Bradford on Avon is a very prosperous town on the banks of the River Avon, and sat on one of its many hills, overlooking the stone architecture and manicured, neat gardens below, is an imposing Georgian merchant’s house, home to one of the world’s most knowledgeable vintage fabric experts. I have an appointment, and my sense of anticipation and excitement is palpable. Yes, I am a vintage kitchen linen dealers’ groupie.
Elizabeth Baer greets me with enthusiasm as she opens the front door, and as I step inside, into a grand pillared hallway, all around me are the artefacts and collectibles that one would expect from the home of a lady who has dedicated the last twenty years of her life bringing together, exhibiting and selling some of the most coveted vintage linens and brocante in the world. A trip to Elizabeth Baer’s house is a life changing experience.
We are standing in her dining room, filled with very attractive Georgian furniture, paintings and porcelain, and she tells me how she forged a career out of trading French textiles, supplying some of the top names in the interiors’ trade, and being featured in all the top magazines. She frequently travels to France, for weeks at a time, finding, through her contacts, antique textiles, vintage fashion, belle brocante, bygones and decorative objects.
In France, throughout the 18th and 19th Century, any well to do, bourgeois families would want to show how prosperous and socially respectable they were by their accessories and adornments. Their bed linens would be made of the finest linen cloth, and not cotton, or mixed “Metis” linen; their pillowcases would be monogrammed in fine point stitch; their dresses would be block dyed with bold colours, hand sewn with tiny beads and embellished with ornamentation; they had different gradations of linens for napkins, tea towels, scarves, hand towels and torchons.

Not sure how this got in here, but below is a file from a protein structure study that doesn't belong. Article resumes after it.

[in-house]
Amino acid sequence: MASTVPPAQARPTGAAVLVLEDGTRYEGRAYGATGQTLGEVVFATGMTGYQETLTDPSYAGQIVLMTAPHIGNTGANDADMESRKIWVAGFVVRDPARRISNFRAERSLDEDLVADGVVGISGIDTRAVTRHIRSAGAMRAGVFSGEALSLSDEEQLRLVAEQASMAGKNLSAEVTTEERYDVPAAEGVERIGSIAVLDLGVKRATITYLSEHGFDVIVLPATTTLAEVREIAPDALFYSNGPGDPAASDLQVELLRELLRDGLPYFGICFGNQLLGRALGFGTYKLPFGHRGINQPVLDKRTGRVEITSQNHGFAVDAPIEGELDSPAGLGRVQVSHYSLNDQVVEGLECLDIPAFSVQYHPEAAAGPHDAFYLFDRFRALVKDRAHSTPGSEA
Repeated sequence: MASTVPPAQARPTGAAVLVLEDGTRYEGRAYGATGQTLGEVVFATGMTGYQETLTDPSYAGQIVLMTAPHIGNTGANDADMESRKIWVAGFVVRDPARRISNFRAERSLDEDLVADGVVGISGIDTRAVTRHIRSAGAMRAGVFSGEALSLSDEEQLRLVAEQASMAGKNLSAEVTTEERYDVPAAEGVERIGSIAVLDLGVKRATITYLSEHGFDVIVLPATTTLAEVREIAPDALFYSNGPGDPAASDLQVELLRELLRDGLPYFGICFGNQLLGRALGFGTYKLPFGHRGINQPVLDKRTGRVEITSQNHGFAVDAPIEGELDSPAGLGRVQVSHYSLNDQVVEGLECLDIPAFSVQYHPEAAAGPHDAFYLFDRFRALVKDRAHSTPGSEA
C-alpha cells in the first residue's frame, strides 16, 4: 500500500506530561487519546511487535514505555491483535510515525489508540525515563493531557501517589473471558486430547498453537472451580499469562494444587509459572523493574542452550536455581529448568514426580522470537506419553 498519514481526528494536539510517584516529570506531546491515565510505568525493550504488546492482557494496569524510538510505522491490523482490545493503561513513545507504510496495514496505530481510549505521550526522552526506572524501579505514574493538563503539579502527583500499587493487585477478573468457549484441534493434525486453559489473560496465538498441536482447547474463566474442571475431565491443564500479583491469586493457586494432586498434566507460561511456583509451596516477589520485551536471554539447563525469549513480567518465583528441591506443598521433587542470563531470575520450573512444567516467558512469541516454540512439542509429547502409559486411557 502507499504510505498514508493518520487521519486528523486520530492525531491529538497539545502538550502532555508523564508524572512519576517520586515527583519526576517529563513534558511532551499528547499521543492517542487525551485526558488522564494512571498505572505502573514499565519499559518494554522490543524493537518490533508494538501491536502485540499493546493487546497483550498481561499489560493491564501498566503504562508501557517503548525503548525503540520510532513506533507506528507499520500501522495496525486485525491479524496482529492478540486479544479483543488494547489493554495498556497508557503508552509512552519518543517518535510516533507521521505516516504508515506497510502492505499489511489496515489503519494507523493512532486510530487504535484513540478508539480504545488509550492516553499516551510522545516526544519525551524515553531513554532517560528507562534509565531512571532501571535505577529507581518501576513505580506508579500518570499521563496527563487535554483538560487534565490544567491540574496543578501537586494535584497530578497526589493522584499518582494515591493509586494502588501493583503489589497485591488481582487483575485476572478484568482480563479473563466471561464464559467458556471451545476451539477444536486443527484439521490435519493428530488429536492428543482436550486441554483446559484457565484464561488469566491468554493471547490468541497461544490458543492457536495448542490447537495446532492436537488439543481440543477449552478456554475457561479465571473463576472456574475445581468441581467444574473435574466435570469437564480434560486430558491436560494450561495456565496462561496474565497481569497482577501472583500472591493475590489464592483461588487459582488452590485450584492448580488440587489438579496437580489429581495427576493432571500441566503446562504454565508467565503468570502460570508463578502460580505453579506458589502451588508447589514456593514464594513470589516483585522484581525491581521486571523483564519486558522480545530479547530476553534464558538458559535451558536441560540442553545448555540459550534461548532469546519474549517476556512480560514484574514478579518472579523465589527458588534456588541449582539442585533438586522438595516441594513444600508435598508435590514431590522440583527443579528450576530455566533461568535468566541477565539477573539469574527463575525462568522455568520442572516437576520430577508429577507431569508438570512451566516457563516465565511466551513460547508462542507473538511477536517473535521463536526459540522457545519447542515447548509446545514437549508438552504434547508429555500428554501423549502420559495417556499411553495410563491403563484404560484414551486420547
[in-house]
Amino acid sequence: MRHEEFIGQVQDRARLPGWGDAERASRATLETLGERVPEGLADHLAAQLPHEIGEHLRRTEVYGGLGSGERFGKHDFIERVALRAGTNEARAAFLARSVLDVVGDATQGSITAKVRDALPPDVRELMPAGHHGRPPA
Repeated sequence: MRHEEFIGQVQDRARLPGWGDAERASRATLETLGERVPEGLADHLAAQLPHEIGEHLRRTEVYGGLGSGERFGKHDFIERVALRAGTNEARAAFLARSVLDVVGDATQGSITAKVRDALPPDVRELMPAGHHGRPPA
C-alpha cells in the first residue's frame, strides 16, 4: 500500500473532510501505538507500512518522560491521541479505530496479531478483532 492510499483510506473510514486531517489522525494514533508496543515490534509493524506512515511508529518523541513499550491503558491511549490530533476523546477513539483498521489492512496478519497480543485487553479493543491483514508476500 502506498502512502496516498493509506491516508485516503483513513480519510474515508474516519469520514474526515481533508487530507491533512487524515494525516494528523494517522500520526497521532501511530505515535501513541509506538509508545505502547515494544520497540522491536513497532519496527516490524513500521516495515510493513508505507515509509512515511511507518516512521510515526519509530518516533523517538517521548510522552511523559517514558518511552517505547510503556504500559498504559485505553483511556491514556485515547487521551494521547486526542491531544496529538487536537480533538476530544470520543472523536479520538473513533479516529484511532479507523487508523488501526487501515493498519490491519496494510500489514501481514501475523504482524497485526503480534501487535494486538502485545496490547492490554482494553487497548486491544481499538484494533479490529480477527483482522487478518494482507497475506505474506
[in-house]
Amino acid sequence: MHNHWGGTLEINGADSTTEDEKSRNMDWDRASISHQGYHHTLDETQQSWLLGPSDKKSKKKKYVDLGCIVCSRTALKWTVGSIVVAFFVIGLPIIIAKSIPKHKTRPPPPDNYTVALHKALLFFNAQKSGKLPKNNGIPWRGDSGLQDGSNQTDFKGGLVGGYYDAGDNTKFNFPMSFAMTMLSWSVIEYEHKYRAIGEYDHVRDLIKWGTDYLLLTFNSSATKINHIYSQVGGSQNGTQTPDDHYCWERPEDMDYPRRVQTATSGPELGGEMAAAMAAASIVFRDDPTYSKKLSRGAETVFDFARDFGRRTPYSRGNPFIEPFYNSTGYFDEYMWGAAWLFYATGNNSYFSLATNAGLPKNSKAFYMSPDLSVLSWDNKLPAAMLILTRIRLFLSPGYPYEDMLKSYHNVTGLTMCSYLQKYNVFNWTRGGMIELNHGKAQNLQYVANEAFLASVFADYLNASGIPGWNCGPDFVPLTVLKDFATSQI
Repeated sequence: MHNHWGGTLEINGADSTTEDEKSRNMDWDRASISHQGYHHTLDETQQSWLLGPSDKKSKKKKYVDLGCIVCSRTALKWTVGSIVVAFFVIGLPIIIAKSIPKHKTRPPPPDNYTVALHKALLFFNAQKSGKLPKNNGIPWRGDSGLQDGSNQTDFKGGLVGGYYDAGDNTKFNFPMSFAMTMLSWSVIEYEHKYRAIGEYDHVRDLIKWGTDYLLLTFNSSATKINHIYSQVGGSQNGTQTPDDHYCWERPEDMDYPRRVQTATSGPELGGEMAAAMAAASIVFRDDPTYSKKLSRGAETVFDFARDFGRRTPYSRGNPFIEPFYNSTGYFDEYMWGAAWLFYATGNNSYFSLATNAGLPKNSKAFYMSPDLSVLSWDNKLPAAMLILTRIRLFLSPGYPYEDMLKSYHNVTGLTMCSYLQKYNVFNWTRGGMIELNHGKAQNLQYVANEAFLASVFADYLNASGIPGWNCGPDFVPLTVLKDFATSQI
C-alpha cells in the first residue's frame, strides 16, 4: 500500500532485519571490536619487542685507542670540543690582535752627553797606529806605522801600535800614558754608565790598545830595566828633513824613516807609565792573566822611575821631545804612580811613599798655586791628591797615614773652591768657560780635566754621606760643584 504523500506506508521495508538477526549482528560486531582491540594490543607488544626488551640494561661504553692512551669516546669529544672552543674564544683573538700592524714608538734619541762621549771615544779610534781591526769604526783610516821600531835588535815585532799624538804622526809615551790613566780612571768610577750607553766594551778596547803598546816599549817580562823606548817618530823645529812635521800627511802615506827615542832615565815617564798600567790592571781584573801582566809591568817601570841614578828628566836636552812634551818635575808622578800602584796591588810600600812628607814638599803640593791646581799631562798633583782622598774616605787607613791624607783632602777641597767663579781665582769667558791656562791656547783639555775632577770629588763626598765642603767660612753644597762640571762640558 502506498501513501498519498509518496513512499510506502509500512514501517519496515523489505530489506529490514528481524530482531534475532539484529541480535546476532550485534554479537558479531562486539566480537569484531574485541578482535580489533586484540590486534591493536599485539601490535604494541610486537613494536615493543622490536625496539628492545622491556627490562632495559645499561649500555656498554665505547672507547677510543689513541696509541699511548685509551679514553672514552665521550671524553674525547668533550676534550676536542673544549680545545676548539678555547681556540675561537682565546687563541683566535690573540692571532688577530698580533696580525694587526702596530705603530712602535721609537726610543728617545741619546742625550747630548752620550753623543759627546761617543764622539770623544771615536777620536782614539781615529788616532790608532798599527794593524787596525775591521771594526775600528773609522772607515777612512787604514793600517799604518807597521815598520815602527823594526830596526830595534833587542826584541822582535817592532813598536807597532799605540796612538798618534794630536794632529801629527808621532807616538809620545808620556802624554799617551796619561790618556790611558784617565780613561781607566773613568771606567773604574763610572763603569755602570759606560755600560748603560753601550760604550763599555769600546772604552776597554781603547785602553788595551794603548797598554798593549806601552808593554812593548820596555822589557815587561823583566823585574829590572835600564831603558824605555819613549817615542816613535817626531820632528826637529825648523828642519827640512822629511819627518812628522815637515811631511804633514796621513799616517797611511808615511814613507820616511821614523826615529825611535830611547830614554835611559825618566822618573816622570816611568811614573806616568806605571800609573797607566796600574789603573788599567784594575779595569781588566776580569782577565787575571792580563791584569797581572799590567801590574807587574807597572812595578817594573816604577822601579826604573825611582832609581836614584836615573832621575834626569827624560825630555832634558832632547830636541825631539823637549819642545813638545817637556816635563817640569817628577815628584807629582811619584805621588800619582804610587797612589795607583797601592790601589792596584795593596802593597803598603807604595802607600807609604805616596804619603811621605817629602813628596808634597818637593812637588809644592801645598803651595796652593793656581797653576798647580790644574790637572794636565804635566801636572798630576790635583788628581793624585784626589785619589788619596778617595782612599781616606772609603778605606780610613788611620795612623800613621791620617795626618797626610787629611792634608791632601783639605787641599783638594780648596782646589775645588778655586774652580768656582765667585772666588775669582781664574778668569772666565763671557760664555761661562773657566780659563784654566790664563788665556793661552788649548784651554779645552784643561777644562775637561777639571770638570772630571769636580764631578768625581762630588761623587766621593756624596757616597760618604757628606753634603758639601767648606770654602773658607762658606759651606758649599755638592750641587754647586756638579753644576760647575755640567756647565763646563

Everything was on show, to impress and solicit envy, comparison and admiration from peers. To use a heavy, rough peasant cloth in a front-of-house, upstairs domestic setting would be a total social faux pas, and we chatted about the irony of the fact that now faded Hungarian and Ukraine grain sacks are all the rage in up-market Chelsea houses, and time worn oxen covers from the Pyrennees are used to upholster the furniture of rich bankers’ holiday homes.
She even showed me a fine, embroidered baguette bag with a wooden handle. The maids that were sent out to do the daily food shopping would have to be well dressed, and carry a pretty basket, covered with a fine cloth, just in case the neighbours were to see them.
We walk up the stairs, to Elizabeth’s huge landing, where she sits at her work table, renovating, sewing, labelling, sorting, ironing the mile upon mile of beautiful old ticking, toile de jouie, embroidered panels, curtains, tablecloths, napkins and kitchen linens.
She tells me about a wonderful old lace tablecloth that was made by Irish nuns at the turn of the 19th Century, for Daisy, Lady Warwick, one of the many mistresses of King Edward VII. The detail is exquisite, the fine lacework adorning the edges and central part of linen is so delicate and complex, I can hardly believe that human hands were capable of such minute artistry.
Elizabeth shows me an example of Indienne linen, which was dyed with Rose Madder, a plant dye which fixed very well. Fugitive dyes were a great problem for textile printers and plant dyes were often fixed with urea, as this contains an acid. The most frequent colours to be found in old textiles are red, pink and blue, as these were the easiest to fix.